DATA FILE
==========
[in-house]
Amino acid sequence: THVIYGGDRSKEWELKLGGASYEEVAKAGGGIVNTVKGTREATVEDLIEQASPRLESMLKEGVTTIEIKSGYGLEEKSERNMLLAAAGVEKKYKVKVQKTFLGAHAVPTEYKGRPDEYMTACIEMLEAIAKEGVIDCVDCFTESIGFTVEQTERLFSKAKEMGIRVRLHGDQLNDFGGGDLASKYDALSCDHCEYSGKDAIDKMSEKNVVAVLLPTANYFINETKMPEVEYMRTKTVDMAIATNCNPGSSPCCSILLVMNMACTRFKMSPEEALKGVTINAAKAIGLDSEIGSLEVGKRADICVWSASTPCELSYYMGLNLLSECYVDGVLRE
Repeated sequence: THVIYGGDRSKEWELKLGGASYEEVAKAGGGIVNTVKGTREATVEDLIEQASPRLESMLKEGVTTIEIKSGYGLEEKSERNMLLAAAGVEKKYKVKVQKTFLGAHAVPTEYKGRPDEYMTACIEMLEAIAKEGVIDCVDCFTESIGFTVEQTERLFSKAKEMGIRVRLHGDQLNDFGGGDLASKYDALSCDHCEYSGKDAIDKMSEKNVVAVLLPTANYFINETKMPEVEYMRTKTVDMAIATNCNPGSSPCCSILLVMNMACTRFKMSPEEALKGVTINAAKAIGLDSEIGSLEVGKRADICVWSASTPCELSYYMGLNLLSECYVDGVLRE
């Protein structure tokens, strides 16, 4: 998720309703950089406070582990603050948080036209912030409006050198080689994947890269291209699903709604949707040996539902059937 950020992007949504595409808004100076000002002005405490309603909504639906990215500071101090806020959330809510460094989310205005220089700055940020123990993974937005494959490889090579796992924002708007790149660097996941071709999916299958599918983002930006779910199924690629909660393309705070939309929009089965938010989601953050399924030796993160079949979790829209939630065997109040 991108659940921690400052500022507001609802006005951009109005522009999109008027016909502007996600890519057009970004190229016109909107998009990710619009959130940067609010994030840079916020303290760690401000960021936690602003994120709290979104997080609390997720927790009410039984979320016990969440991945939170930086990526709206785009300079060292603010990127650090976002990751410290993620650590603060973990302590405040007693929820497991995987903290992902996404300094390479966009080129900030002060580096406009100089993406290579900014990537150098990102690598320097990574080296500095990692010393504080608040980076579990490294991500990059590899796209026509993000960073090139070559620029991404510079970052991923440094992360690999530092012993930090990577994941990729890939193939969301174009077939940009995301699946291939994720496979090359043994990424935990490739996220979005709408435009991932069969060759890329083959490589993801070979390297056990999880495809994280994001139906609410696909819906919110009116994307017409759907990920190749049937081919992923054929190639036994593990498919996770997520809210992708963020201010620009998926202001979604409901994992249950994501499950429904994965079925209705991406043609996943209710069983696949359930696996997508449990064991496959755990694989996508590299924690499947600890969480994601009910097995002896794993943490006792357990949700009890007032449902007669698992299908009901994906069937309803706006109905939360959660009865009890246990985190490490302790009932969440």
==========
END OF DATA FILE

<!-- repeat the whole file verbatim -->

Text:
[in-house]
Amino acid sequence: THVIYGGDRSKEWELKLGGASYEEVAKAGGGIVNTVKGTREATVEDLIEQASPRLESMLKEGVTTIEIKSGYGLEEKSERNMLLAAAGVEKKYKVKVQKTFLGAHAVPTEYKGRPDEYMTACIEMLEAIAKEGVIDCVDCFTESIGFTVEQTERLFSKAKEMGIRVRLHGDQLNDFGGGDLASKYDALSCDHCEYSGKDAIDKMSEKNVVAVLLPTANYFINETKMPEVEYMRTKTVDMAIATNCNPGSSPCCSILLVMNMACTRFKMSPEEALKGVTINAAKAIGLDSEIGSLEVGKRADICVWSASTPCELSYYMGLNLLSECYVDGVLRE
Repeated sequence: THVIYGGDRSKEWELKLGGASYEEVAKAGGGIVNTVKGTREATVEDLIEQASPRLESMLKEGVTTIEIKSGYGLEEKSERNMLLAAAGVEKKYKVKVQKTFLGAHAVPTEYKGRPDEYMTACIEMLEAIAKEGVIDCVDCFTESIGFTVEQTERLFSKAKEMGIRVRLHGDQLNDFGGGDLASKYDALSCDHCEYSGKDAIDKMSEKNVVAVLLPTANYFINETKMPEVEYMRTKTVDMAIATNCNPGSSPCCSILLVMNMACTRFKMSPEEALKGVTINAAKAIGLDSEIGSLEVGKRADICVWSASTPCELSYYMGLNLLSECYVDGVLRE
């Protein structure tokens, strides 16, 4: 998720309703950089406070582990603050948080036209912030409006050198080689994947890269291209699903709604949707040996539902059937 950020992007949504595409808004100076000002002005405490309603909504639906990215500071101090806020959330809510460094989310205005220089700055940020123990993974937005494959490889090579796992924002708007790149660097996941071709999916299958599918983002930006779910199924690629909660393309705070939309929009089965938010989601953050399924030796993160079949979790829209939630065997109040 991108659940921690400052500022507001609802006005951009109005522009999109008027016909502007996600890519057009970004190229016109909107998009990710619009959130940067609010994030840079916020303290760690401000960021936690602003994120709290979104997080609390997720927790009410039984979320016990969440991945939170930086990526709206785009300079060292603010990127650090976002990751410290993620650590603060973990302590405040007693929820497991995987903290992902996404300094390479966009080129900030002060580096406009100089993406290579900014990537150098990102690598320097990574080296500095990692010393504080608040980076579990490294991500990059590899796209026509993000960073090139070559620029991404510079970052991923440094992360690999530092012993930090990577994941990729890939193939969301174009077939940009995301699946291939994720496979090359043994990424935990490739996220979005709408435009991932069969060759890329083959490589993801070979390297056990999880495809994280994001139906609410696909819906919110009116994307017409759907990920190749049937081919992923054929190639036994593990498919996770997520809210992708963020201010620009998926202001979604409901994992249950994501499950429904994965079925209705991406043609996943209710069983696949359930696996997508449990064991496959755990694989996508590299924690499947600890969480994601009910097995002896794993943490006792357990949700009890007032449902007669698992299908009901994906069937309803706006109905939360959660009865009890246990985190490490302790009932969440």